Ontario: Gambling is helping to fill the provincial government's coffers like never before, with the province's take hitting a record

in Lottery

Gambling is helping to fill the provincial government's coffers like never before, with the province's take hitting a record, according to new figures released Thursday. 

Ontario Lottery and Gaming says its net profit to the province was $2.49 billion in the 2017-18 fiscal year, an increase of more than five per cent from the previous year. 

Casinos, slots and online gaming all showed higher profits, while the take from lottery ticket sales was down slightly, says OLG's new annual report.  

The bulk of the gambling income came from OLG's 25 casino and slot facilities around the province. Their profit hit $1.8 billion, up 7.6 per cent from the 2016–17 fiscal year.  

Nearly 38 million visits were paid to Ontario's casinos last year, with the average visitor walking out $101 poorer than when walking in, the report reveals.    

In a process started under the Liberal government, OLG is turning over the operating of casinos and slots to the private sector. The agency projects that the province's take will grow by constructing new casinos and expanding existing ones. However, it previously had to ratchet down its profit forecasts when the reforms failed to bring in extra revenue as quickly as predicted.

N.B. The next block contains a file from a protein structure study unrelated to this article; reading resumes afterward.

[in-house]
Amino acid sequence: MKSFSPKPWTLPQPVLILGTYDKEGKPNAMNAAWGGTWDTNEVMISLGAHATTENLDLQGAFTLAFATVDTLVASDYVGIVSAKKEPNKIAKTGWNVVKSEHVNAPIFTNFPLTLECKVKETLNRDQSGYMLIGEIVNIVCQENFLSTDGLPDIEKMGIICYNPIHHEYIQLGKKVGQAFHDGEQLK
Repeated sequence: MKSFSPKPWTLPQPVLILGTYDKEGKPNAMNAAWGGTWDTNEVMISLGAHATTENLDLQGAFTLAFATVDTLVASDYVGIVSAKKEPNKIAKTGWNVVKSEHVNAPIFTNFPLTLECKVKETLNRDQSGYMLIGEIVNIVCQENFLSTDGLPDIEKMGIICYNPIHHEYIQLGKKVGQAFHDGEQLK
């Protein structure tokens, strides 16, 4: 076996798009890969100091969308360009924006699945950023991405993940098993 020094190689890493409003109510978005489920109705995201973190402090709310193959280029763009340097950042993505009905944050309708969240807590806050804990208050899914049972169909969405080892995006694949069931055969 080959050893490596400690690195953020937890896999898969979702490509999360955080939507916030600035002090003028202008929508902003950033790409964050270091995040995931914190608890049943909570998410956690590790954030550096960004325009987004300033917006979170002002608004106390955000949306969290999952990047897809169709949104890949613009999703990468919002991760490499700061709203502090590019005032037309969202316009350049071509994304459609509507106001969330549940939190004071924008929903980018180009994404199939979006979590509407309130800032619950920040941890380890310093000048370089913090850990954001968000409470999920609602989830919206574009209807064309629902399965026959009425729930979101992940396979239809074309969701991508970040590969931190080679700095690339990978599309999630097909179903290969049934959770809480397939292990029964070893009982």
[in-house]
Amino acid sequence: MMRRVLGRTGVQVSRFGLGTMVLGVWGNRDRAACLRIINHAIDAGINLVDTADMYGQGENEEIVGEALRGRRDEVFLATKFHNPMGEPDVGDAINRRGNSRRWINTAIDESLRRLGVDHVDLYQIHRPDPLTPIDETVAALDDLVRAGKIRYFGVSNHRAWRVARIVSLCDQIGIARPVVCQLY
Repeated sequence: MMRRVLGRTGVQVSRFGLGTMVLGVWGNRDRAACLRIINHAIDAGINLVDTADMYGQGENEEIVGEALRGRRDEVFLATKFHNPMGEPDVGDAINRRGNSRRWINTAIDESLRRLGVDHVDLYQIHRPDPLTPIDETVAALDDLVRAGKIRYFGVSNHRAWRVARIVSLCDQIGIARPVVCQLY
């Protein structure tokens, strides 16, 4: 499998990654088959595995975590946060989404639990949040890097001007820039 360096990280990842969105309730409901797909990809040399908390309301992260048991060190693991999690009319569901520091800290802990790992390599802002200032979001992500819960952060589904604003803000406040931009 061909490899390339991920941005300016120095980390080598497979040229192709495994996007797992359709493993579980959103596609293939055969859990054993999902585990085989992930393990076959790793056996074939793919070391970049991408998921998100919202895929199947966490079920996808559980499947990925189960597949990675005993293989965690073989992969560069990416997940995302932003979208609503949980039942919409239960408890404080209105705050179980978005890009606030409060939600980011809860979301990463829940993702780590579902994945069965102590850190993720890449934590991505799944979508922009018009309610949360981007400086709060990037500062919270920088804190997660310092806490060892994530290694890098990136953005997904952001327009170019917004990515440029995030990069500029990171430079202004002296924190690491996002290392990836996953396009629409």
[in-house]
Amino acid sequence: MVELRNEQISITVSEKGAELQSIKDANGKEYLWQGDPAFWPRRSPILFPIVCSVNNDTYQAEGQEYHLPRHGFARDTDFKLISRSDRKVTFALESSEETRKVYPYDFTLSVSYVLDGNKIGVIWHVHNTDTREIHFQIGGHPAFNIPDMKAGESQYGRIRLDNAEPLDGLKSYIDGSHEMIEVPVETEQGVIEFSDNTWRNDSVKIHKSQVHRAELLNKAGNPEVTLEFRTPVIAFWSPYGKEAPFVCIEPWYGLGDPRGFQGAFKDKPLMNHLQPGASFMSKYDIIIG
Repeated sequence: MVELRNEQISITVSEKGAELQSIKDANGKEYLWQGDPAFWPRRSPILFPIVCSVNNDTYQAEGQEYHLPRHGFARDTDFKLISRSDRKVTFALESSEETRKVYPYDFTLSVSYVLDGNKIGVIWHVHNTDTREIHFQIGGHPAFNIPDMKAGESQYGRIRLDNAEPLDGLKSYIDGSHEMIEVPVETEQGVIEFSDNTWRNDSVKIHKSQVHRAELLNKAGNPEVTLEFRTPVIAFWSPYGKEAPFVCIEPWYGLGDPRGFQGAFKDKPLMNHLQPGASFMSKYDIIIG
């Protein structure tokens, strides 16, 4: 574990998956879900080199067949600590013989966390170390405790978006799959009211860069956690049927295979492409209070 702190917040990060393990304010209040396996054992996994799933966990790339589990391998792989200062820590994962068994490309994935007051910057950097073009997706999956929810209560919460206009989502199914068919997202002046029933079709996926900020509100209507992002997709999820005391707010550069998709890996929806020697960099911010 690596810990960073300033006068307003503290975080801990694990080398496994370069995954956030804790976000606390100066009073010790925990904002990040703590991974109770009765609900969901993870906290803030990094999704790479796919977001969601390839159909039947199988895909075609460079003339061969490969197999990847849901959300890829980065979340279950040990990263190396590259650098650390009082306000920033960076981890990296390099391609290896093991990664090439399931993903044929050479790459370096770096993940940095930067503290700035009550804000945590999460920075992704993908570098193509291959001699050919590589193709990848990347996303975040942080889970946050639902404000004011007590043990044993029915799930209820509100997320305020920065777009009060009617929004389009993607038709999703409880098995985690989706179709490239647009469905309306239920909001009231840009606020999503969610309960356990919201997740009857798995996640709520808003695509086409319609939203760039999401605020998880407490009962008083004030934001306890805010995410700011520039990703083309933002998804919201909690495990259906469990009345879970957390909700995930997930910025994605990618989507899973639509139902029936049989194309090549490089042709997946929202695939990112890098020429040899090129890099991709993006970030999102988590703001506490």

"Gaming is changing not only in Ontario but around the world," says the annual report. "Choice and convenience expand every day. OLG needs to keep up with that change and anticipate where that market is going."  

Profit from lotto tickets down

The proceeds from lotteries were $1.07 billion in 2017-18, down one per cent from the previous year. While OLG saw higher revenues from scratch card sales, lower revenues from the sale of tickets for such games as Lotto Max dragged down the province's takings. 

"The lottery line of business faces two distinct risk areas," says the annual report, "aging technology that inhibits the customer experience and restricts where tickets are sold; and a reliance on a diminishing core player base." 

When OLG's profits shrunk in 2016, officials pointed in large part to millennials' disinterest in buying lottery tickets.   

Internet gaming platform PlayOLG brought $37.6 million to the province. That is up 37 per cent from the previous year, but remains just a fraction of the takings from the casinos and slot machine facilities.

OLG's corporate services division's expenses were $425 million in the past year.